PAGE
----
Wednesday, April 29, 2015

Twins win! It's a start

Last night, the two Red Heads and our nephew, Joey Henning, ventured to Target Field to watch our first Twin’s game of the year.  Our family has shared season tickets at Target Field every year since the ballpark has opened.  We love this ballpark.

Coming to the ballpark for the first time of the year is like seeing a relative I hadn’t seen for a while.  “I forgot about this,” or “look here is something new” or “remember when we were in this place and this happened,” were all thoughts that went through my mind last night.  I enjoyed the new eating area in the left field corner that replaced a Twin’s store.  The area has huge LCD monitors sharing video of the game and other baseball games that are being played.  Good job, Twins!

But of course, our experience is so much better at Target Field when the ball team is doing well.  And the last four years—especially last year—have been hard.  Last year the narrative of the team seemed to be look at all our hot young prospects who are in the Minors.  Which isn’t helpful to people (like me!) who are paying money to watch the current team.

I’m not ready to get on the bandwagon, but I like some pieces to this team.  I was impressed on Monday night when the Twins came back after being down 4-0 in the first inning against David Price.  The Twins had the tying run on second with one out in the ninth.  I’m not into moral victories, but I saw a resiliency to this team that I hadn’t seen before.

The same happened last night.  We fell behind twice against Anibal Sanchez.  Then when we had a rally in the bottom of the sixth Oswaldo Arcia ran right through a stop sign and was out by 20 feet at home plate.  If he had stayed at third Torii Hunter would have been up with the bases loaded.  Major mistake!

But we rallied in the seventh.  Eduardo Escobar doubled in the tying run and Kurt Suzuki batted in the lead run.  Mike Pelfrey was surprisingly very sharp and the bullpen held.  Victory.  We went home happy!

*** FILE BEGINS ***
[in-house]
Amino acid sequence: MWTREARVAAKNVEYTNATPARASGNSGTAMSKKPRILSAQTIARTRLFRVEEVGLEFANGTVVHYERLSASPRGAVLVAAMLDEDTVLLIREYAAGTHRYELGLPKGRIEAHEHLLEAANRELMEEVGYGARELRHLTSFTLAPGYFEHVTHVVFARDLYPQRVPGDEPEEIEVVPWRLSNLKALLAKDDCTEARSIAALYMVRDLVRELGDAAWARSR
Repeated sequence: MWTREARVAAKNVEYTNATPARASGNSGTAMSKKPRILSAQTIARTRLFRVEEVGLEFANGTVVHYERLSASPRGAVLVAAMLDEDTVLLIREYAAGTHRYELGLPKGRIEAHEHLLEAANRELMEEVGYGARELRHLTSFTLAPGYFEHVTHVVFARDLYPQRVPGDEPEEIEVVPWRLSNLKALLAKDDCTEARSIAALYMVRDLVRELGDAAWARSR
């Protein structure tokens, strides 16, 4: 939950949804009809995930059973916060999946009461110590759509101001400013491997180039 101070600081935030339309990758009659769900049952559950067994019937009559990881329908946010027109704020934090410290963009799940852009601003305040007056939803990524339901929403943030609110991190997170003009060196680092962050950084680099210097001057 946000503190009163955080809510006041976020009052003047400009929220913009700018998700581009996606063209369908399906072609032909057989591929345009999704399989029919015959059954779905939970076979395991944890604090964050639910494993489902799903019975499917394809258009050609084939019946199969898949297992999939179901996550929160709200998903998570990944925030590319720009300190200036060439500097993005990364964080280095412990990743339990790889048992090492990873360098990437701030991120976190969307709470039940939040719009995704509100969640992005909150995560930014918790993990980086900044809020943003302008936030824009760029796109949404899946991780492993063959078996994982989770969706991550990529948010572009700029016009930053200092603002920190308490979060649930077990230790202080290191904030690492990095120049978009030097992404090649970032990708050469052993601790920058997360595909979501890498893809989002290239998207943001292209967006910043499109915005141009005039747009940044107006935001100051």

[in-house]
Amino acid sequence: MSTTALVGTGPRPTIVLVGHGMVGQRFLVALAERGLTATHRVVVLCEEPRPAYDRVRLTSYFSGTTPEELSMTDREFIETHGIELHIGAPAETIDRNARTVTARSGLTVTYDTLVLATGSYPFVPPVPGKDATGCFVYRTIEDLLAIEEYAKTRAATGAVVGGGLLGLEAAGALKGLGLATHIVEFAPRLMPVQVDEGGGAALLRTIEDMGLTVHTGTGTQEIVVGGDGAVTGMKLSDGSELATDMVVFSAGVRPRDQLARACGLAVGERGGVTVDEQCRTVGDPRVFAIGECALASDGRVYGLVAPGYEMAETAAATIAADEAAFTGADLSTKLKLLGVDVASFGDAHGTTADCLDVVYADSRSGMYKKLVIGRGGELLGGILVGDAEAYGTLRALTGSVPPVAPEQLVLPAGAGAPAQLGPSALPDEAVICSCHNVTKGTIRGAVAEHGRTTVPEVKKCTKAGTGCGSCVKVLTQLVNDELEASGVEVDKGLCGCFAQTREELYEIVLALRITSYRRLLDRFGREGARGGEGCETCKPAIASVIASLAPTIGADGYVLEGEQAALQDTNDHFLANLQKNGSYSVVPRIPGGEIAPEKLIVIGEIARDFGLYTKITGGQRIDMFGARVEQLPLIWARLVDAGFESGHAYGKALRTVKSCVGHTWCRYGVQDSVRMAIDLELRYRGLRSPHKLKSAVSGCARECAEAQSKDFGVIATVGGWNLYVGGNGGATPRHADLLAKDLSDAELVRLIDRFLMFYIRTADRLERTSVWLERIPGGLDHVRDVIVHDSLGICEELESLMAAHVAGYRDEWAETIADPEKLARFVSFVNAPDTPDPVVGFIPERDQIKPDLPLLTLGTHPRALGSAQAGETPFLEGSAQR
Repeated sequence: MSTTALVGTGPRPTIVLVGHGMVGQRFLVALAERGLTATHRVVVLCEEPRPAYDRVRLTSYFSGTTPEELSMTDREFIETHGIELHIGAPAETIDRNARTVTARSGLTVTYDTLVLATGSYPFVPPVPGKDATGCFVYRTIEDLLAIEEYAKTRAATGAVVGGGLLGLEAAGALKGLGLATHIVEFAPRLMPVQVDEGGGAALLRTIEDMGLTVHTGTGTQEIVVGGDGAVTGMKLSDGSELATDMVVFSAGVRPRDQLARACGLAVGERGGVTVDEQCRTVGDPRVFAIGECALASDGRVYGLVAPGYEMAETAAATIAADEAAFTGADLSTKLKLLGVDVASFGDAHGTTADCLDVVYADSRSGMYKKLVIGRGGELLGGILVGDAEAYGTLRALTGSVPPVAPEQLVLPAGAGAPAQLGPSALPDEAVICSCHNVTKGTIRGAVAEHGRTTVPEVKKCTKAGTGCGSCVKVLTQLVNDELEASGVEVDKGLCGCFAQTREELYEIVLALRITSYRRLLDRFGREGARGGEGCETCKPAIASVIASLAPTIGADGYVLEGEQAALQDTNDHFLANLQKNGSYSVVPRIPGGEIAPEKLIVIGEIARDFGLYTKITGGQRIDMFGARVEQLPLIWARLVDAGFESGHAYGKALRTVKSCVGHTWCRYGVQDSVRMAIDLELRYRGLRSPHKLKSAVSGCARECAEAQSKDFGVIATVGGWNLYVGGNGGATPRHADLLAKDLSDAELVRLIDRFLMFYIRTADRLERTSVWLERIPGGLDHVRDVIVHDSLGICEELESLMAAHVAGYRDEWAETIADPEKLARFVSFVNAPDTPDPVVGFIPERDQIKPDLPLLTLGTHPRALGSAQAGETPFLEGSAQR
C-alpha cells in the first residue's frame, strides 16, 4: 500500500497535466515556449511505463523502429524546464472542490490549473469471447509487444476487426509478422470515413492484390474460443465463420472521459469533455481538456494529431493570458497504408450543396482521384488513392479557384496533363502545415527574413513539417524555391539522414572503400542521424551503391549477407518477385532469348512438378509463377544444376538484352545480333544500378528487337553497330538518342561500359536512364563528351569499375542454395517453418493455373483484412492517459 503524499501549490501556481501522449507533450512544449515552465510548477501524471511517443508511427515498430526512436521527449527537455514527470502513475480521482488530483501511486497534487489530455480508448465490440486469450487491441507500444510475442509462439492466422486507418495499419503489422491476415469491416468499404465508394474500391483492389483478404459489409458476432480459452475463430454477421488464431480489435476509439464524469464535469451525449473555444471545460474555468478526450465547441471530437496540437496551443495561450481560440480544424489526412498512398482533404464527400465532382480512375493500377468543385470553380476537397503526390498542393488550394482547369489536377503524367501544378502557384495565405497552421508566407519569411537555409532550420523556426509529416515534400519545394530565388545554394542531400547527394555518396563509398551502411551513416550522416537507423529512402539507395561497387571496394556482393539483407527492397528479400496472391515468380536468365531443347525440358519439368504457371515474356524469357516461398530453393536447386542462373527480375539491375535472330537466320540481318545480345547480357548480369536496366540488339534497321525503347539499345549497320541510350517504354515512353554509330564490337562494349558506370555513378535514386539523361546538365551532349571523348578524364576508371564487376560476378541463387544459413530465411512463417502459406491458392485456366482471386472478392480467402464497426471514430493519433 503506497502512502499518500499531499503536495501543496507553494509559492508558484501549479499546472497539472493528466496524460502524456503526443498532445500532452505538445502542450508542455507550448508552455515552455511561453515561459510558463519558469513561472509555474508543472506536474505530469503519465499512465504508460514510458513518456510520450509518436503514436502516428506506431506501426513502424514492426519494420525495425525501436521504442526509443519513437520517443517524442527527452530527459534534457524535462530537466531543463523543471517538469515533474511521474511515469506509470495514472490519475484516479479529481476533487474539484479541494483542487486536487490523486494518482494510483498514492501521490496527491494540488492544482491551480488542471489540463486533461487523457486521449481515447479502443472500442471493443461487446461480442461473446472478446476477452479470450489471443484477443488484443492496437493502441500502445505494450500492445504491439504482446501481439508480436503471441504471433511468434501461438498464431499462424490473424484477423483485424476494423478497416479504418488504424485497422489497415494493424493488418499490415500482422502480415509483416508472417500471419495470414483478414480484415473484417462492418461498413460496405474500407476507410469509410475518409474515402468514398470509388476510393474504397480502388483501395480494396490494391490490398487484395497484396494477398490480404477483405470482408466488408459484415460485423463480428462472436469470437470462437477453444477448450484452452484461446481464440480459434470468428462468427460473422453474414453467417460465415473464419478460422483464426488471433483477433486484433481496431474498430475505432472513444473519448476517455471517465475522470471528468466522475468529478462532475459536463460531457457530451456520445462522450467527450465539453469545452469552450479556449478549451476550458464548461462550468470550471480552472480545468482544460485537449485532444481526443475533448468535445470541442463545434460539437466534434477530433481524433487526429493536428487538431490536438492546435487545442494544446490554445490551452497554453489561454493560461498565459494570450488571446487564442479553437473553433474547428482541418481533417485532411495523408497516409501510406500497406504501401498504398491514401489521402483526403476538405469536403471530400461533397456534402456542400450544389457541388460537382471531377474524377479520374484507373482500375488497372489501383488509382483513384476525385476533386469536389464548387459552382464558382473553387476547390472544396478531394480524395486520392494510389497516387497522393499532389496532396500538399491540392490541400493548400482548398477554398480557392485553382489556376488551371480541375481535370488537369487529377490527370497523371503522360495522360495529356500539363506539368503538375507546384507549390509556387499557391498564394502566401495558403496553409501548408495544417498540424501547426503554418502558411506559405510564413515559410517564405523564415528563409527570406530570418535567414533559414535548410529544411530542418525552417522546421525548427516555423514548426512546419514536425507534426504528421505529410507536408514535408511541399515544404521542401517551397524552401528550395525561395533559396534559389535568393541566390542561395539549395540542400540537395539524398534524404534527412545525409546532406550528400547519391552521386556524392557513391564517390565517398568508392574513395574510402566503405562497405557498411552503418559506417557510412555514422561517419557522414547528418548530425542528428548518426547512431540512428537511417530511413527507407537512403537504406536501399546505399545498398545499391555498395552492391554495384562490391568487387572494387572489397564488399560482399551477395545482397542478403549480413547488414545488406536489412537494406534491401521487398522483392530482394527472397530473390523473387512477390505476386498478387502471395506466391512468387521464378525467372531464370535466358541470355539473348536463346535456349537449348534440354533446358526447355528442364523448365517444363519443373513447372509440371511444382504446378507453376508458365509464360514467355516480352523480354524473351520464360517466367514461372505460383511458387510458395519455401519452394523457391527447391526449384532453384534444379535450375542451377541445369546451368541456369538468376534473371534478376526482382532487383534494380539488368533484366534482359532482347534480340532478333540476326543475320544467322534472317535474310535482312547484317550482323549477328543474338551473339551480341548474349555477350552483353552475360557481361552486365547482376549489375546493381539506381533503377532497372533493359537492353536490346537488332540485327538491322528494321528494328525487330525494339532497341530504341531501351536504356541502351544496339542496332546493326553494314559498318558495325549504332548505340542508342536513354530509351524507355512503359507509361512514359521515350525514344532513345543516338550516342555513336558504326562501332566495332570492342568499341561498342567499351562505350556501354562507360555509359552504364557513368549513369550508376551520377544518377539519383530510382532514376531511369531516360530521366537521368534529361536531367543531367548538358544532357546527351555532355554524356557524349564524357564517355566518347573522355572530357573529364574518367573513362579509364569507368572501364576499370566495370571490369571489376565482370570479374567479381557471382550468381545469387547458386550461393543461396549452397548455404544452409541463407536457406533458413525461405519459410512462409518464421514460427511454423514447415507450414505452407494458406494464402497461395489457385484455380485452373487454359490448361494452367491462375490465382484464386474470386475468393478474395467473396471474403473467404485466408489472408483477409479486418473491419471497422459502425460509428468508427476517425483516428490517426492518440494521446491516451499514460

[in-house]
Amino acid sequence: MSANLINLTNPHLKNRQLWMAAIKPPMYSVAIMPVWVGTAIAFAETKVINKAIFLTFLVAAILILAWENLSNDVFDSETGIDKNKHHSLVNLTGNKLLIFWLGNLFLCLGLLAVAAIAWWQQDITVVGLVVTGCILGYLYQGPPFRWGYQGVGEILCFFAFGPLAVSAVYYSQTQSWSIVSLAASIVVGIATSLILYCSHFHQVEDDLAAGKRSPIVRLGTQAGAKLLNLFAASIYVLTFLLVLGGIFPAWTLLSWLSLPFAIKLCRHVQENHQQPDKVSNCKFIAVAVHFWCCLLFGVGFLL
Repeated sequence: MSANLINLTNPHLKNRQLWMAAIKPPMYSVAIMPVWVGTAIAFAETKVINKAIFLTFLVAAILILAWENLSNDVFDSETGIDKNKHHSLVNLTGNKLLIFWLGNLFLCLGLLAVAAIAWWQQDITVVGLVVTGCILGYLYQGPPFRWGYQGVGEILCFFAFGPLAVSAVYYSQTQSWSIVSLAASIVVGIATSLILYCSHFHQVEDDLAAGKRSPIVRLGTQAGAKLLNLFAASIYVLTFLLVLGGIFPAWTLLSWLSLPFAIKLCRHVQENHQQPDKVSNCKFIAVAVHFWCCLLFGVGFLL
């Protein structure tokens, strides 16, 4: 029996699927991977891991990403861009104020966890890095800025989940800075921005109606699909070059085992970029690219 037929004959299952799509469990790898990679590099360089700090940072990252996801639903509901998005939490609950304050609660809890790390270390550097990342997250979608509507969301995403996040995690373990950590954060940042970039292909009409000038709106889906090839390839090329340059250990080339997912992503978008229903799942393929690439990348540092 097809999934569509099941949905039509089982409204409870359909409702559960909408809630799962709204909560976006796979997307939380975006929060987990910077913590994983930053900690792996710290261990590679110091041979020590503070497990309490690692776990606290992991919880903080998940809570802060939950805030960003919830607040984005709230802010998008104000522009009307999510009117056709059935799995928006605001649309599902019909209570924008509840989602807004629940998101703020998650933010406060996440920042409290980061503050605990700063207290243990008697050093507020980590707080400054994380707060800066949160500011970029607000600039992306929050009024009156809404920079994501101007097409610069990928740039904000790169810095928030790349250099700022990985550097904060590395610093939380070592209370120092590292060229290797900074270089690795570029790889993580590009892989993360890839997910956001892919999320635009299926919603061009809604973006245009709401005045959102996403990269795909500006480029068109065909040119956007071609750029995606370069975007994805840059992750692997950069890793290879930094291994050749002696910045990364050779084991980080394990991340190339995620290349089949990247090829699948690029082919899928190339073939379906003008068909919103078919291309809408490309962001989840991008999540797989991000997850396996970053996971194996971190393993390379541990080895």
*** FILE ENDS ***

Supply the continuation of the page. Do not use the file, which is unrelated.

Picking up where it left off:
It’s way too early to say that life is different with the Twins, and the Twins don’t deserve any benefit of our doubt.  And our record this year is not as good as it was a year ago.  But I like the resiliency.  I don’t expect the Twins to win the Division, though I’m looking forward to the day when that expectation is reasonable.  And I don’t expect base runners to be out by 20 feet at home.  But so far so good. 

It’s nice to go to Target Field and celebrate more than the quality of the ballpark.

Thursday, April 2, 2015

Holy Week at Chain of Lakes

The last part of Holy Week is here.  This is the most dramatic time of the year.  This is what is happening at Chain of Lakes Church.

Holy Thursday worship is tonight at 7:00 p.m.     
Coming together for worship to remember what happened during this day on Holy Week is an important for our faith life.  To prepare for worship tonight I am encouraging everyone to read the devotional reading for today—Matthew 26.  You can find it on-line on our Facebook page.
During worship tonight we will sing, hear the story, and celebrate Communion.  Childcare will be provided

Easter Egg Hunt
We are hosting our 3rd annual Easter Egg Hunt on the property this Saturday, April 4th at 11:00 a.m.  To make this a special day we will have a bunny hop race, pictures with Mr. E. Rabbit, special prizes, and other Easter fun!  The Easter Egg Hunt is one of my favorite events that we do.  Directions to our property can be found at